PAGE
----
To begin with, businesses should first understand that they are approaching an opportunity of earning their customers’ trust in this digital age. We are talking about a cultural change, one that influences mindsets. After this belief is instilled, they should proactively take the following steps to ensure compliance with data privacy laws in the US.

  1. Conduct a preliminary internal privacy audit irrespective of which laws apply to the industry or geographic region.

  2. Find the gaps and close those by strengthening data processing locks internally.

  3. After this step, a company has moved from an effective position to an efficient position for initiating compliance operations. Businesses will now need to adopt an industry specific approach that takes into account the identification of granulized data forms in the following categories: Data categorized on the basis of the source of collection; Records of associated customer/user consent along with the purpose of collection; Lifeline of the data and records of respective uses/transactions

  4. Now that you have synthesized enterprise-wide data, it is time to define data transferability and data erasure projections for the above data structure. The powerhouse of data should be aligned to clear business objectives. In doing so, a business outlines a crystal picture of the governance framework, architecture and data life cycle.

As an example, an organization in the healthcare industry should understand the HIPAA compliance and secure the adoption of electronic health records. Basically, the healthcare firm should be aware of all digital communications including email, cloud transfer, data storage devices and employee exposure to data fragments. Consequently, this step will help the healthcare firm comply with HIPAA by ensuring that the confidentiality and availability of all personal health information of users is maintained.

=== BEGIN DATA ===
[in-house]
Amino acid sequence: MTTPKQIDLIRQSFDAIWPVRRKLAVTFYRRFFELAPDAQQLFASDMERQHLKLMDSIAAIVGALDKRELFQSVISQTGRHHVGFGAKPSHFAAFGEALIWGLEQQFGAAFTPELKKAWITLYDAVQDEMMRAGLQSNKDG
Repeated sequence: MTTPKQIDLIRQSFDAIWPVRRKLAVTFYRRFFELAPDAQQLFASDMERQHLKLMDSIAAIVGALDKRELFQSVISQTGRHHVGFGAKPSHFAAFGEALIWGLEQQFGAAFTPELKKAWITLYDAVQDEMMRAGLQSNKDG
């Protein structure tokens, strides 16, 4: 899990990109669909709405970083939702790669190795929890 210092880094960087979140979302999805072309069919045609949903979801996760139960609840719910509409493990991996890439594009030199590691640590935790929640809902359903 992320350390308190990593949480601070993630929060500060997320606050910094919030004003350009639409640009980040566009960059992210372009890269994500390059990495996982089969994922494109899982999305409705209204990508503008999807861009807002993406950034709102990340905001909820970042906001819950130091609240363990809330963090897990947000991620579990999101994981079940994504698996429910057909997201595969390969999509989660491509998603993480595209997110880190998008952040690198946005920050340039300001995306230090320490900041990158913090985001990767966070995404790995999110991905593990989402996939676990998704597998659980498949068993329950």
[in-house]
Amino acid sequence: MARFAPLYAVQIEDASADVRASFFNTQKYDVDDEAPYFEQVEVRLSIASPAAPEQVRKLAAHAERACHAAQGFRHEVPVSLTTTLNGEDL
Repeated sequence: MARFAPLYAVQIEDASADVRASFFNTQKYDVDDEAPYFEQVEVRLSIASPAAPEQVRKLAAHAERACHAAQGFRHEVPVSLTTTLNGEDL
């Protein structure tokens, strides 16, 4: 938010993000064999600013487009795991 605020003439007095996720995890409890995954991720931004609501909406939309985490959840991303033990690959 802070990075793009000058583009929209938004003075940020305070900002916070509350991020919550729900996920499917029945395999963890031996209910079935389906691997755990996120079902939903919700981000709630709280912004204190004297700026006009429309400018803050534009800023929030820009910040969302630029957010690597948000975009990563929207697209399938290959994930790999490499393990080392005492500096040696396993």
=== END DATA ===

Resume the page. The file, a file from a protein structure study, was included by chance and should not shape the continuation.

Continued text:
You mentioned about data privacy of internal digital communications. Please focus on email as an example, and tell us how compliance can be strengthened by regulating email data.

Email is one of the most preferred communication modes within businesses and corporate houses. Much of the consumer and employee data is stored/ transferred in emails, which means companies must now manage email backup and archived data with rigor. Therefore, now that GDPR has gone into effect, enterprises must ensure proactive access and retrieval of emails. The best selection of email archival tools will take heed of the integration of email client, ediscovery strength and storage security. This is more than just a solution for compliance; it is an approach that deals with the validation of data sources, email for example.

You stated GDPR. It has been on the headlines since its activation on 25th May, 2018. Please tell us more about how GDPR is poised to affect business operations in the US.

The GDPR aims to strengthen data protection for EU residents whose data resides anywhere in the world. If you are processing personal data of EU citizens, you must comply with this regulation, irrespective of where you are located on the globe.

GDPR is an industry-agnostic regulation. However, some industries will be impacted more than others. For instance, if your business is catering to individual customers (industries such as financial services, insurance, retail, and healthcare), you would need to take significant steps as you are monitoring personal behavior.

But if your business is catering to other businesses through support services such as business, process, and system, you must be GDPR compliant on a negligible scale as equally as the service receiver. In such industries, the onus for the protection of user data rests squarely on cloud services, platform services, SaaS, analytics and marketing firms. Now that we know how GDPR will impact the proliferation of data, let’s graduate on how we plan to be compliant.